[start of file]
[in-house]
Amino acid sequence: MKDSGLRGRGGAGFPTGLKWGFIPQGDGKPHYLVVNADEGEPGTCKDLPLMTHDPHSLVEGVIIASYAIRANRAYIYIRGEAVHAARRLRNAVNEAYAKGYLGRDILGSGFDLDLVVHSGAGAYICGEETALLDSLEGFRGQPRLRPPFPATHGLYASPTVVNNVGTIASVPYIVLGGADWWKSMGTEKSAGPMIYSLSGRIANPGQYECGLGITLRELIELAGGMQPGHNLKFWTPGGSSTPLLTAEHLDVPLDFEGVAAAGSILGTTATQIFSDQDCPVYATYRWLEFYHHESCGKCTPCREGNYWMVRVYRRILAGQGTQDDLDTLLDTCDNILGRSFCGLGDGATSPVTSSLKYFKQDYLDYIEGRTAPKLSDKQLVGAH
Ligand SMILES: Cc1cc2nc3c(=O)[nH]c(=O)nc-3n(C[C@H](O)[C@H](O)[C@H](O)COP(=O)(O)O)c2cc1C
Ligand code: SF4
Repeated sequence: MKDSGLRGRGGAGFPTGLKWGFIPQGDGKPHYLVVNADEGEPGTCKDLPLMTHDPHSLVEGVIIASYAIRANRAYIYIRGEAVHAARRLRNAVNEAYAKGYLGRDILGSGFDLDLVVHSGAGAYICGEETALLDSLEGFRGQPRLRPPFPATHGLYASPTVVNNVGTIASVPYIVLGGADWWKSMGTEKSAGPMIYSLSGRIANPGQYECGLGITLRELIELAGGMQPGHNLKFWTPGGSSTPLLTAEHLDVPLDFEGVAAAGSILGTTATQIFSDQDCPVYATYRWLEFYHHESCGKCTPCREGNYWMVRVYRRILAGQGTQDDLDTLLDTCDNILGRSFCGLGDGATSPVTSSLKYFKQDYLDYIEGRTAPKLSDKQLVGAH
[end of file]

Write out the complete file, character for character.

[in-house]
Amino acid sequence: MKDSGLRGRGGAGFPTGLKWGFIPQGDGKPHYLVVNADEGEPGTCKDLPLMTHDPHSLVEGVIIASYAIRANRAYIYIRGEAVHAARRLRNAVNEAYAKGYLGRDILGSGFDLDLVVHSGAGAYICGEETALLDSLEGFRGQPRLRPPFPATHGLYASPTVVNNVGTIASVPYIVLGGADWWKSMGTEKSAGPMIYSLSGRIANPGQYECGLGITLRELIELAGGMQPGHNLKFWTPGGSSTPLLTAEHLDVPLDFEGVAAAGSILGTTATQIFSDQDCPVYATYRWLEFYHHESCGKCTPCREGNYWMVRVYRRILAGQGTQDDLDTLLDTCDNILGRSFCGLGDGATSPVTSSLKYFKQDYLDYIEGRTAPKLSDKQLVGAH
Ligand SMILES: Cc1cc2nc3c(=O)[nH]c(=O)nc-3n(C[C@H](O)[C@H](O)[C@H](O)COP(=O)(O)O)c2cc1C
Ligand code: SF4
Repeated sequence: MKDSGLRGRGGAGFPTGLKWGFIPQGDGKPHYLVVNADEGEPGTCKDLPLMTHDPHSLVEGVIIASYAIRANRAYIYIRGEAVHAARRLRNAVNEAYAKGYLGRDILGSGFDLDLVVHSGAGAYICGEETALLDSLEGFRGQPRLRPPFPATHGLYASPTVVNNVGTIASVPYIVLGGADWWKSMGTEKSAGPMIYSLSGRIANPGQYECGLGITLRELIELAGGMQPGHNLKFWTPGGSSTPLLTAEHLDVPLDFEGVAAAGSILGTTATQIFSDQDCPVYATYRWLEFYHHESCGKCTPCREGNYWMVRVYRRILAGQGTQDDLDTLLDTCDNILGRSFCGLGDGATSPVTSSLKYFKQDYLDYIEGRTAPKLSDKQLVGAH